Retired pool-table salesman Dick Meyers of San Pedro wants to be clear: His trip to Cuba has nothing to do with research, journalism, a visit to relatives on the island or official U.S. business.
No, this trip is not for any purpose the U.S. government would consider legal.
"I'm going for vacation," Meyers said, removing a straw hat and complacently folding his hands across his stomach
Meyers, 77, is one of 180 people nationwide participating in the Freedom to Travel Campaign, an organized challenge to the federal government's prohibition on excursions to Cuba. He is leaving today to rendezvous with other members of the group in Cancun, Mexico, before boarding a Cubana Airlines flight to Havana on Sunday.
"Other groups over the years have thought about doing this, but we're the first to follow through," said Pam Montanaro, coordinator of San Francisco-based Freedom to Travel Campaign, a coalition of 50 "fed-up" organizations.
"Cubans are humans, we're humans, and they're 90 miles from our shore," Montanaro said. "The absurdity of the policy begins to rankle."
Technically, federal policy bars Americans from spending money--either in the United States or another country--to travel to Cuba.
Exempt are journalists on assignment, U.S. officials, Cuban-Americans with relatives on the island, full-time academics and professional researchers working on specific projects, and people whose travel is paid for by an entity outside the United States--usually the Cuban government or the United Nations.
Other U.S. citizens wanting to go to Cuba must apply to the U.S. Treasury Department's Office of Foreign Assets for a license. Most often, they are granted to charitable groups sending aid to the island.
Violators of the travel policy face up to 10 years in prison and $250,000 in fines.
The federal government banned travel to Cuba during the Kennedy Administration when hostilities between the two nations reached a peak.
Cuba also restricts visits. Cuban citizens who left before 1959 can come and go at will, but those who left after 1959 have to apply for visas. Cubans who left after 1980 have been prohibited from returning at all, although the Cuban government is considering advancing the cutoff date to 1988 to increase the American dollars coming to its shores.
The Cuban government is aware of the California-based organization's upcoming trip and supports it, but is not involved in any way, officials said.
"We think that the ban is the result of a double standard in the American policy toward Cuba . . . for not really good reasons," said Jose Ponce, press secretary at the Cuban government's office in the Swiss Embassy in Washington.
"Why is Cuba treated differently? I don't know. But we're not going to renounce our independence and our self-respect," Ponce said. "We are able to discuss with anyone their worries about Cuba, but always on the basis of mutual respect."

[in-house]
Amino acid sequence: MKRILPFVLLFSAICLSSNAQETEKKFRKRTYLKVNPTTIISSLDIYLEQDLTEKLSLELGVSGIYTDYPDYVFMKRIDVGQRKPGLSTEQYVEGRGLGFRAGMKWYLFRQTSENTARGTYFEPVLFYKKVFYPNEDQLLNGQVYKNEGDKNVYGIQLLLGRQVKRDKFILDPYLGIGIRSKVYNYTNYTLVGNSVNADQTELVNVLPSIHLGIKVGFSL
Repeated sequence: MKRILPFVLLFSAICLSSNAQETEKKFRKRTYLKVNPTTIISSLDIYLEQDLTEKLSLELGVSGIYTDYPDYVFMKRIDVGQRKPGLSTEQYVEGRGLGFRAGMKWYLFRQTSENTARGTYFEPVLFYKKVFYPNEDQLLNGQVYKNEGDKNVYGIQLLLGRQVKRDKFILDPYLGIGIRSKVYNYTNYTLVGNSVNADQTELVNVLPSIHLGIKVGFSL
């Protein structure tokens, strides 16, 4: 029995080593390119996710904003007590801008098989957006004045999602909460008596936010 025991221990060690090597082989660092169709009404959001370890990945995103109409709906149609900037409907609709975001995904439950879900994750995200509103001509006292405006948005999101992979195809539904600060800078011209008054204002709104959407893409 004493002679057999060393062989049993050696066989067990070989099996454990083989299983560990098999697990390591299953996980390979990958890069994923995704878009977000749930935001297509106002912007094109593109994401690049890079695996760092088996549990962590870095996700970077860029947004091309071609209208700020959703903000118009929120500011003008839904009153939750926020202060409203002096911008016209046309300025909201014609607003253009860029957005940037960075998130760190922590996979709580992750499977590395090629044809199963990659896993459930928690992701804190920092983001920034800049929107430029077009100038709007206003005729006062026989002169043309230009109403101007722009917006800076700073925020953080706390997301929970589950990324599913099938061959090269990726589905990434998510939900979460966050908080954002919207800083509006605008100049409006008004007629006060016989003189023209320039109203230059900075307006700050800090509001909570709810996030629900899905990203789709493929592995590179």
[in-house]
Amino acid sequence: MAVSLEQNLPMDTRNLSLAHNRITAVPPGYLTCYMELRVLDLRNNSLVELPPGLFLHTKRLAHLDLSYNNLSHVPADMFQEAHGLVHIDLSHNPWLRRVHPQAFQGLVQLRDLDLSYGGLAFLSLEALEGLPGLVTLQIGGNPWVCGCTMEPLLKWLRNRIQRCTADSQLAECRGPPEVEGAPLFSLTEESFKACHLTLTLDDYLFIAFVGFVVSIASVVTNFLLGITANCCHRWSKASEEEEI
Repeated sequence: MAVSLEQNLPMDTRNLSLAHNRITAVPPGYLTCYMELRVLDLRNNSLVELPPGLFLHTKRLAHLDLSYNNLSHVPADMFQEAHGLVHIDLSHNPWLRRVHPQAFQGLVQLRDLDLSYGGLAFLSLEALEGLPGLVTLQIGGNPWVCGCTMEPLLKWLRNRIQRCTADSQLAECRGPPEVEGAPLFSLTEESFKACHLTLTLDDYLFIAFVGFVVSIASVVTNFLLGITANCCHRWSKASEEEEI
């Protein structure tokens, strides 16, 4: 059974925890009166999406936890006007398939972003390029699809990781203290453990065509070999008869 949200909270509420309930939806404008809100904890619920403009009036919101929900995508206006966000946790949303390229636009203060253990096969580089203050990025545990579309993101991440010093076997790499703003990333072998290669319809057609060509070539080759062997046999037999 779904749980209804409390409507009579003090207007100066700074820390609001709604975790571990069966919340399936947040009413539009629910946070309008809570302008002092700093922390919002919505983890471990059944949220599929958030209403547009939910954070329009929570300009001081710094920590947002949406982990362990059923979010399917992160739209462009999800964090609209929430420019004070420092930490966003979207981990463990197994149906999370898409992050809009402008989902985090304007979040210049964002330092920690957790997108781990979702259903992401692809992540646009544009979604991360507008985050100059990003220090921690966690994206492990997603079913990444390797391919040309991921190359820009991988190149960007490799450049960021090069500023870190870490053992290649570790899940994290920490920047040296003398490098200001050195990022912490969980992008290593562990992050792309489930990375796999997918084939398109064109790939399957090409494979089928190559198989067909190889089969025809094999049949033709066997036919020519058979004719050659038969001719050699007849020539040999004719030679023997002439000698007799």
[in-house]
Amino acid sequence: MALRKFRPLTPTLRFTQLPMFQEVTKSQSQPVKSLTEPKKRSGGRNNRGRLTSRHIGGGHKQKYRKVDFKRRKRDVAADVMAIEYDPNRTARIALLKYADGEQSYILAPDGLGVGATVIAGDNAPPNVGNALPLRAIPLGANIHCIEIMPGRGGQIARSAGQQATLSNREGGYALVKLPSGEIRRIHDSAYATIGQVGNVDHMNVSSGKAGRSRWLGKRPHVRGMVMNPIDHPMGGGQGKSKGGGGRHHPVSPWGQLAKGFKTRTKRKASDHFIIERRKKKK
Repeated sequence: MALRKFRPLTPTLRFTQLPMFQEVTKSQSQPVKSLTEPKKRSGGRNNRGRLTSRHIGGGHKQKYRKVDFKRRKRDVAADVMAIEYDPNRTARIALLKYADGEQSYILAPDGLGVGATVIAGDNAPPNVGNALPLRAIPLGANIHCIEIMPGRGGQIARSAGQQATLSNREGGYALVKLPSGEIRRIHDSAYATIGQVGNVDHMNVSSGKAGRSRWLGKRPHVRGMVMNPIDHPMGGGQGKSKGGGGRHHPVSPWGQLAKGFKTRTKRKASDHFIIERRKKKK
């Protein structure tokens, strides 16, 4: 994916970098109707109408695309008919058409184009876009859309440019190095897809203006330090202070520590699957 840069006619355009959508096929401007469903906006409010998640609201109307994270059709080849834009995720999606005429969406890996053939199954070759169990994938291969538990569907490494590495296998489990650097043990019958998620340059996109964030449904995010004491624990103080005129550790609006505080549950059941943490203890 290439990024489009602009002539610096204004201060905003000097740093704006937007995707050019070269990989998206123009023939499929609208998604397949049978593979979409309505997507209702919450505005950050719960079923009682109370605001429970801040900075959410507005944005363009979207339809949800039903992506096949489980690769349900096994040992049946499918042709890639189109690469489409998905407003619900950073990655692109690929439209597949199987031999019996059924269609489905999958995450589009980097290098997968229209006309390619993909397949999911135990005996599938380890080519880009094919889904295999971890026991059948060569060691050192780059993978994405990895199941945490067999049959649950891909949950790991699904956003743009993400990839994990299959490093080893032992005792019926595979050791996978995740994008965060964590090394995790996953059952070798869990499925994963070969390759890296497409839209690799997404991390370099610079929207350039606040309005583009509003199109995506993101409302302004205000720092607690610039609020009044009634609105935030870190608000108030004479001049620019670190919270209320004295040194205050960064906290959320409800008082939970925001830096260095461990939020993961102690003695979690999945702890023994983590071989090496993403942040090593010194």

The Freedom to Travel Campaign's lawyers doubt the travelers will be punished after the trip, Montanaro said, but all have been warned of the possible consequences. Meyers and Montanaro say they are prepared to go to jail if necessary.
" 'Course at my age, it's not much of a sacrifice," Meyers said.
Said Montanaro: "I don't want to go to jail or pay an enormous fine. But there are times when you must stand up for what you believe in.
"I grew up in Birmingham, Ala., when there were over 200 laws on the books to keep African-Americans and Euro-Americans from relating to each other," she said. "As a child I was a witness to all the horrible things that can go on when governments set up barriers that keep people from knowing one another."
U.S. Treasury officials say they are keeping abreast of the protest trip but would not say whether the travelers will be prosecuted upon their return.
The department's track record, however, shows that odds are against prosecution. In the 30 years the Cuba policy has been in place, only one person has been imprisoned for "trading with the enemy"--bass fishing fanatic Dan Snow of Kingston, Tex., who organized fishing expeditions to the island starting in 1977.
In 1990, after numerous trips, Snow was fined $5,000, jailed for 90 days and required to do 1,000 hours of community service.
While the participants in the Freedom to Travel Campaign have more political motives than Snow did, they say their trip is not intended as a demonstration of solidarity with the leftist Cuban government. Rather, the project's premise is that Americans should be free to travel anywhere, Montanaro said.
Members all pay their own way, about $800 for a week on the island, including air fare, hotel expenses and three meals daily. Once on the island they will be regular tourists, strolling the beaches and sight-seeing, although some will help build a playground.
The group includes six families, a couple going on their honeymoon and about 20 people younger than 21. None of the 180 travelers are Cuban, Montanaro said. Some are regular world travelers and the largest contingent, about 80 strong, is from California.
Meyers has been to Cuba three times, in 1986, 1987 and 1991, always slipping through one of the loopholes in the law. Once he traveled with a charitable group. Another time he went with a group that was the guest of the Cuban government.
His took his third trip as a journalist for the San Pedro weekly Random Lengths.
"Everybody had a letter from some newspaper back then, but it was a ruse to get around the law," Meyers said. "But as it turned out, I actually did write a little story about my trip there."